The crowd of more than 200 in Meridian included Tea Party Boise co-founder Russ Smerz, now coordinator of the Leadership Council, a group of 23 affiliates, including 14 Idaho tea party groups and Glenn Beck's 9/12 Project, Ada County Militia, Oath Keepers, Idaho Open Carry, the John Birch Society and others.

Jack Stuart, famed for his Patrick Henry impersonation at tea party events, was front row, center. Other luminaries included longtime Otter foe and former Senate Majority Leader Rod Beck, and Ada County GOP Reps. John Vander Woude, Steven Harris and Jason Monks.

Former Sen. Darrel McRoberts, former Rep. Herm Steger and former Ada County Commissioner Sharon Ullman joined anti-abortion activist Brandi Swindell in cheering Fulcher, who received a boisterous welcome.

"I kind of feel like I'm running out on the field at the San Diego State game," said Fulcher, who holds a bachelor's and MBA from Boise State.

OUSTING THE 'GOOD OLD BOYS'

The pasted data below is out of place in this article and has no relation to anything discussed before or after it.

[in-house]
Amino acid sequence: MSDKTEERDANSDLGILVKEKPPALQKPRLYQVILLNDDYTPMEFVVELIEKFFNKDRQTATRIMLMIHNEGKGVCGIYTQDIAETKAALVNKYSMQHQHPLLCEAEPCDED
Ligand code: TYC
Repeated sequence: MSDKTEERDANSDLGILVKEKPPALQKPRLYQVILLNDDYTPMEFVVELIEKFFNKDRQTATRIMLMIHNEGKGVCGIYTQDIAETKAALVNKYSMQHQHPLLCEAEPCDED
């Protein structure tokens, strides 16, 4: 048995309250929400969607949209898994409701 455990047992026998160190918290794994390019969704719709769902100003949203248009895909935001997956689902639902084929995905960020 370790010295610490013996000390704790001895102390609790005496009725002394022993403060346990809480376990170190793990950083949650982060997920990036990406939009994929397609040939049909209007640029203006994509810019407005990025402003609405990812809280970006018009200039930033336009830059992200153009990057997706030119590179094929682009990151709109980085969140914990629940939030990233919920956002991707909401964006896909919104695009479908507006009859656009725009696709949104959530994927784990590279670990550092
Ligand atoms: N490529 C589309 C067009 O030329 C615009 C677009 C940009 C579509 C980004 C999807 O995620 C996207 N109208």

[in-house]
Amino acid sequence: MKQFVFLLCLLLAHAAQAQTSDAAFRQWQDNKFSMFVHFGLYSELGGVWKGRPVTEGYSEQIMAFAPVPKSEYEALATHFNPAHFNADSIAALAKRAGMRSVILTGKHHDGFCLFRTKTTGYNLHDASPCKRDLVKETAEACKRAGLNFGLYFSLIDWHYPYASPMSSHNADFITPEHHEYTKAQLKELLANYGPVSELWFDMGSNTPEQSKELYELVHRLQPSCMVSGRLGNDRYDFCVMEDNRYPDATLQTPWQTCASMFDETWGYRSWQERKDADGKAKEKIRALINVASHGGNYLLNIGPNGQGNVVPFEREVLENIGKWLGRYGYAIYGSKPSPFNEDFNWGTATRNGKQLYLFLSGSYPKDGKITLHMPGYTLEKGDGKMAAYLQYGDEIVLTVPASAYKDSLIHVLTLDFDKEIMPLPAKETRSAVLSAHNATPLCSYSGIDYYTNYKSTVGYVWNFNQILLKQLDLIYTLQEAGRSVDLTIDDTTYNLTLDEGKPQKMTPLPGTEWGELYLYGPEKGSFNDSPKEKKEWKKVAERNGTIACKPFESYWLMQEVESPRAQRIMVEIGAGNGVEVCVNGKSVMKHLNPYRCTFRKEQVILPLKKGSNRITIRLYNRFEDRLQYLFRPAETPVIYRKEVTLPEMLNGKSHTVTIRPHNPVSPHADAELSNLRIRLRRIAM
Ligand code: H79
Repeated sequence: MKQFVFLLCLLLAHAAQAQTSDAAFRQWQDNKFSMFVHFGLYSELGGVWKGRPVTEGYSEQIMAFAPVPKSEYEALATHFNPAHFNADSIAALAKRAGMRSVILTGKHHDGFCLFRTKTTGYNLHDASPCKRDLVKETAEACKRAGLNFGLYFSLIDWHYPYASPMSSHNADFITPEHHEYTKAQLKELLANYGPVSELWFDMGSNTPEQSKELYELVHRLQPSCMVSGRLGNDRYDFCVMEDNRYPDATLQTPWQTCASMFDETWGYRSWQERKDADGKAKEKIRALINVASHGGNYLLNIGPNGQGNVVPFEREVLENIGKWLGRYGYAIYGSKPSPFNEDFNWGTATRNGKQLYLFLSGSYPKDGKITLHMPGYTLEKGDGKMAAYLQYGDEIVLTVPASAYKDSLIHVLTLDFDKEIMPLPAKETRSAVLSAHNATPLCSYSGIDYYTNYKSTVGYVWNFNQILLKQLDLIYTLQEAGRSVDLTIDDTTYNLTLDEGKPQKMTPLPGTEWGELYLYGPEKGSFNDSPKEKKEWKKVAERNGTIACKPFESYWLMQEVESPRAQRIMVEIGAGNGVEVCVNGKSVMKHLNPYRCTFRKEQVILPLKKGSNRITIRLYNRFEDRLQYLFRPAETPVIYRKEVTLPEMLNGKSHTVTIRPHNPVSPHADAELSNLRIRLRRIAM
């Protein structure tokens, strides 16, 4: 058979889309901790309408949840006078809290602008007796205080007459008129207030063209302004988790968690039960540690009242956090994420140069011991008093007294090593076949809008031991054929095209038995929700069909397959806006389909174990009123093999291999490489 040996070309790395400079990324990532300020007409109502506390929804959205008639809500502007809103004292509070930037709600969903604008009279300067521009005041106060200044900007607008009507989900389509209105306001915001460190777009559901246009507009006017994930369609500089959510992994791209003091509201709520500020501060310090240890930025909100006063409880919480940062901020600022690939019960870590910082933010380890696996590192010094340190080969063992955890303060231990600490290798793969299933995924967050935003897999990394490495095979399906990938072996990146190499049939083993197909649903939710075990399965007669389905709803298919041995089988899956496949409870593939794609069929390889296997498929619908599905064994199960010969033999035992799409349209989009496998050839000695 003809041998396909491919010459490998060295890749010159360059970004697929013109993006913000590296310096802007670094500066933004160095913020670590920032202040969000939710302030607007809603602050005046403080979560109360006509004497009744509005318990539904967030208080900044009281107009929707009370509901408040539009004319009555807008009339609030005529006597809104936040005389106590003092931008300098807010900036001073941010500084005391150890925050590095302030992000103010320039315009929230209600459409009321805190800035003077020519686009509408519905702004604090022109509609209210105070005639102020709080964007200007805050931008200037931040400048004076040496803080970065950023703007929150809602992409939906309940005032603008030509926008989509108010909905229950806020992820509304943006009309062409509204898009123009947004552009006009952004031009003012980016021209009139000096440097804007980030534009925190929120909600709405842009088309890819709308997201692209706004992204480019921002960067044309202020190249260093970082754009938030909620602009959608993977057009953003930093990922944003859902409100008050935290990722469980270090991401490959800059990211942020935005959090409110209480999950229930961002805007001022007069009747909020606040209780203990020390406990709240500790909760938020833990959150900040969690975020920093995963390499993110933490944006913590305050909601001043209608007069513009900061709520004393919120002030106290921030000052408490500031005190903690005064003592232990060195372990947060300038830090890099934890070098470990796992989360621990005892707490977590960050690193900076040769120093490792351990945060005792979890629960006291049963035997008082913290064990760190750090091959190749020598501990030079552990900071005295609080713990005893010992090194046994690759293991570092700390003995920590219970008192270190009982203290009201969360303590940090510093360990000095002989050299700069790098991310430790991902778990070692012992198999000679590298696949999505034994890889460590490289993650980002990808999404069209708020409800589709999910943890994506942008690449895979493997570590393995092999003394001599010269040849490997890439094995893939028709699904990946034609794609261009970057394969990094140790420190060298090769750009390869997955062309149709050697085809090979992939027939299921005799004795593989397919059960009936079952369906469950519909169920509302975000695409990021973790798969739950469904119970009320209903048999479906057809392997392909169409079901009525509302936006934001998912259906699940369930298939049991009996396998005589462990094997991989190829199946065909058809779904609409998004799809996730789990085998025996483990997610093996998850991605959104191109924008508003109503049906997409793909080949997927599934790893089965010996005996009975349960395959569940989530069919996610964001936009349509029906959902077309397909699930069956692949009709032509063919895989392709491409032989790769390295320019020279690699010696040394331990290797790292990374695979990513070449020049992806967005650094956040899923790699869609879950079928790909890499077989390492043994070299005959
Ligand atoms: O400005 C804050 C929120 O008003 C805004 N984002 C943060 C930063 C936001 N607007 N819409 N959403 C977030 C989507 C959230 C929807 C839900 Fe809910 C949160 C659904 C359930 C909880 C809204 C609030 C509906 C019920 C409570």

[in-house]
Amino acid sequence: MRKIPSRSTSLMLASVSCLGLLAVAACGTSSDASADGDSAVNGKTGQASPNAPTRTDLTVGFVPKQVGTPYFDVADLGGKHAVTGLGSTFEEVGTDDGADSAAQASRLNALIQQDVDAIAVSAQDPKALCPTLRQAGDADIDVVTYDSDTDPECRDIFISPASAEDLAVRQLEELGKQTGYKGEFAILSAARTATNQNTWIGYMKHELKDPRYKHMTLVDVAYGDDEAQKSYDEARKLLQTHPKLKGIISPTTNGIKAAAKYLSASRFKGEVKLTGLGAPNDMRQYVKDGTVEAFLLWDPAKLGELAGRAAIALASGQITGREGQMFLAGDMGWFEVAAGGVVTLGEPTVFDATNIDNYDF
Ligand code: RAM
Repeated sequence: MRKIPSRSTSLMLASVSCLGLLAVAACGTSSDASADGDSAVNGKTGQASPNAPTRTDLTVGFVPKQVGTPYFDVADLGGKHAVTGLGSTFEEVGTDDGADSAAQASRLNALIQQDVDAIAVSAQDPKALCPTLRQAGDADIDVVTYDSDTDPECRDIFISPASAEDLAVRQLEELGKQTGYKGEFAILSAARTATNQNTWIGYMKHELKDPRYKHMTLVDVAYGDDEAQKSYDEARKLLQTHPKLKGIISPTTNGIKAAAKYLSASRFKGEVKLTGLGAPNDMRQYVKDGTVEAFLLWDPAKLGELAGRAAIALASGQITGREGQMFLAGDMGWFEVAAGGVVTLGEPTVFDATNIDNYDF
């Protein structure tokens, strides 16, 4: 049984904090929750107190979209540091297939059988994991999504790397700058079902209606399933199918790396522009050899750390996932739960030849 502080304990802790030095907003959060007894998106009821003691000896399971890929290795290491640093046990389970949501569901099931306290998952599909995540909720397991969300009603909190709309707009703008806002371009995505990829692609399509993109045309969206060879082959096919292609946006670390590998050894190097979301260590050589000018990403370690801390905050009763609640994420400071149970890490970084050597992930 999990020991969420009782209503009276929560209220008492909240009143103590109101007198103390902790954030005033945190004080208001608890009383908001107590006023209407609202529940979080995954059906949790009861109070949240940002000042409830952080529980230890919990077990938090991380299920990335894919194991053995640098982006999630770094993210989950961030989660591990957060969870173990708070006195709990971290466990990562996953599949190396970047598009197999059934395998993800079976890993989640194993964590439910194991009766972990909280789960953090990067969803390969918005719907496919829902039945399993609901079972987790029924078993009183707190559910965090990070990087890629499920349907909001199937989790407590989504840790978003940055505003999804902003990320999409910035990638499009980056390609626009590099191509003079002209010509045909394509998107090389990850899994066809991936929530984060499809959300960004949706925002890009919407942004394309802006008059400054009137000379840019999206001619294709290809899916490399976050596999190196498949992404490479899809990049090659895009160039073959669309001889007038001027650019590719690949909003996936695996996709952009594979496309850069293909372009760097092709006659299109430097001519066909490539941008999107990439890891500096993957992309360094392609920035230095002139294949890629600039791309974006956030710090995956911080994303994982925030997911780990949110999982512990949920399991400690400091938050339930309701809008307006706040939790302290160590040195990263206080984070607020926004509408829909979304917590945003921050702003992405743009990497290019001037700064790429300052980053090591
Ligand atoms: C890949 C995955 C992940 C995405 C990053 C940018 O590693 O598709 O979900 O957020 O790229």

Though a governor has been defeated in his primary just twice since 1904, the unpopularity of the Affordable Care Act makes Fulcher's challenge to Otter serious, longtime Idaho political observer Jim Weatherby said.

Before flying to Coeur d'Alene and Idaho Falls, Fulcher warned his supporters that the GOP establishment will fight hard.

"I'm going to be attacked, I'm going to be vilified and my line of thinking is going to be distorted," Fulcher said. "And I will lose the battle to raise money. That's just going to happen. But understand, you are the voice. You make the final call. I believe in you!"

Fulcher was introduced by Diego Rodriguez, who owns a Boise marketing company and is planning a race against Boise GOP Sen. Fred Martin, one of 45 Republicans who backed Otter's insurance exchange.

"It's time for new leadership in this state that actually represents the people and not the good old boys network," Rodriguez said. "It is time to put an end to the era of career politicians!"

Rodriguez urged the crowd to volunteer and give money; many filled out contribution envelopes after Fulcher's 13-minute speech. A phone-bank operation started Saturday.

Fulcher told the Statesman that he is undaunted by Otter's advantages.

"I think the time is right," he said. "I believe I'm going to win."

Dan Popkey: 377-6438, Twitter: @IDS_politics